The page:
question for the founder:

We love seeing the brand’s tangible commitment to size diversity and inclusivity, and seeing each gown shot on different sizes of women. What moved you to create more size-inclusive collections?

Size inclusivity has always been a priority for me! When I was custom making wedding gowns, I worked with many slender & curvy brides who were unable to find a wedding dress in their size. I took this knowledge with me to my lines, and am proud to say that we have never turned away a bride due to size. If measurements fell outside of our standard size chart, I would personally adjust the patterns to accommodate.

That being said, our marketing efforts didn’t match the size inclusivity efforts we have been doing internally. So this year, we decided to shoot our content in multiple sizes. We are so proud to finally take this initiative, and look forward to creating more and more size-inclusive content. Gaby Bayona

Photography: Brian Van Wyk

question for the founder:

What are some of your favourite bridal trends that you’re seeing for 2022/2023 weddings?

After a year of lockdowns, people are looking to be more focused on personal style. Brides are considering what they want regardless of what tradition points to, and want to best express themselves! My favourite bridal trends are dramatic sleeves, minimalist crepe & satin dresses, and textured fabrics. Gaby Bayona

question for the founder:

What influenced you to start a new modelling agency as well?

Stranger Agency was formed in part because I was struggling with casting models in Vancouver. Since I shoot bridal, I need models who are older, more filled out, and I’ve always believed in the importance of racial diversity. Back in the day, the answer to this was shooting around the world and hiring models in bigger markets such as London, NYC, LA, Barcelona, and Cape Town. But as I started the other brands (and content became more disposable) it became apparent that I needed to figure out a solution in Vancouver. I ended up resorting to shooting friends, street casting, and finding people on social media. After a year of this, I realized that I couldn’t be the only business that struggled with casting. And so, Stranger Agency was formed with the goal of being Canada’s most diverse modeling agency. Gaby Bayona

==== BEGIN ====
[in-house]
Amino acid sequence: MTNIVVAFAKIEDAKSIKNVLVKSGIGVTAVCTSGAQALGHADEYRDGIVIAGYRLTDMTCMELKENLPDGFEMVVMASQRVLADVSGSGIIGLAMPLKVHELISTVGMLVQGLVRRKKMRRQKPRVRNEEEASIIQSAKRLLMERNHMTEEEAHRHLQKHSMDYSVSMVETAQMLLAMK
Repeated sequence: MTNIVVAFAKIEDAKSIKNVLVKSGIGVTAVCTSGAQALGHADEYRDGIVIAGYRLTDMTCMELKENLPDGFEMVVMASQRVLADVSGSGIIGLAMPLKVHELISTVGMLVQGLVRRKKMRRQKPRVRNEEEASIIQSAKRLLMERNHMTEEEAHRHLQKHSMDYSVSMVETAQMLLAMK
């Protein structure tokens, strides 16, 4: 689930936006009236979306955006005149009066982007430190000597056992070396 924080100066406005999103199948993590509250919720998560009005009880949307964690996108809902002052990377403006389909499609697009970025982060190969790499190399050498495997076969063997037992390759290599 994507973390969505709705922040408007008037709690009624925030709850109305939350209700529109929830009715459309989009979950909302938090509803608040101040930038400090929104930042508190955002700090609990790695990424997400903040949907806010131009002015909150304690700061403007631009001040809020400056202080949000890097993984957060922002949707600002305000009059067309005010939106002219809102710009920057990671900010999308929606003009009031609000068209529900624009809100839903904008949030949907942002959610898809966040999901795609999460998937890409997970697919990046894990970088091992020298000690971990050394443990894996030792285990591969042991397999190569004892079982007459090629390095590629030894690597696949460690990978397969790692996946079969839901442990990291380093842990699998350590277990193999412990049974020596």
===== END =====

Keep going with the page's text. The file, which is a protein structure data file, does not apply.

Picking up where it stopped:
Photography: Brian Van Wyk

What does a focus on sustainability within your company look like?

We are stocked in over seventy boutiques around the world, yet our production is kept local with everything from first pattern sketches to final stitch happening within the same four walls of our East Hastings garment studio in Vancouver, BC. To keep the process as mindful as possible, we operate entirely on a made-to-order basis, meaning a gown is not made until we receive a purchase order for it. To even further avoid waste production, we are conscious of the use of our fabrics throughout the design, pattern making, and cutting processes. Any offcuts created during production are reused or donated whenever possible. Recently, we began using scraps to create masks (brides still want to play it safe at their wedding!) and the cutest scrunchies. Despite Oremony’s ever-growing output level, we have not sacrificed our handcrafted and thoughtful production process.

Photography: Brian Van Wyk

question for the founder:

Looking ahead, what’s next for you and Oremony?

Right now, I’m putting a lot of emphasis on building my team so that we have a solid foundation. I’m also focusing on recouping from a year of lockdowns — the pandemic was not kind to the wedding industry! Down the line, though, the plan is always to grow. I have a few ideas floating around — from opening more Lovenote Bride locations, to starting another brand, to expanding Stranger Agency to another market in Canada.
Gaby Bayona

What is special or unique about Oremony and how your gowns are made?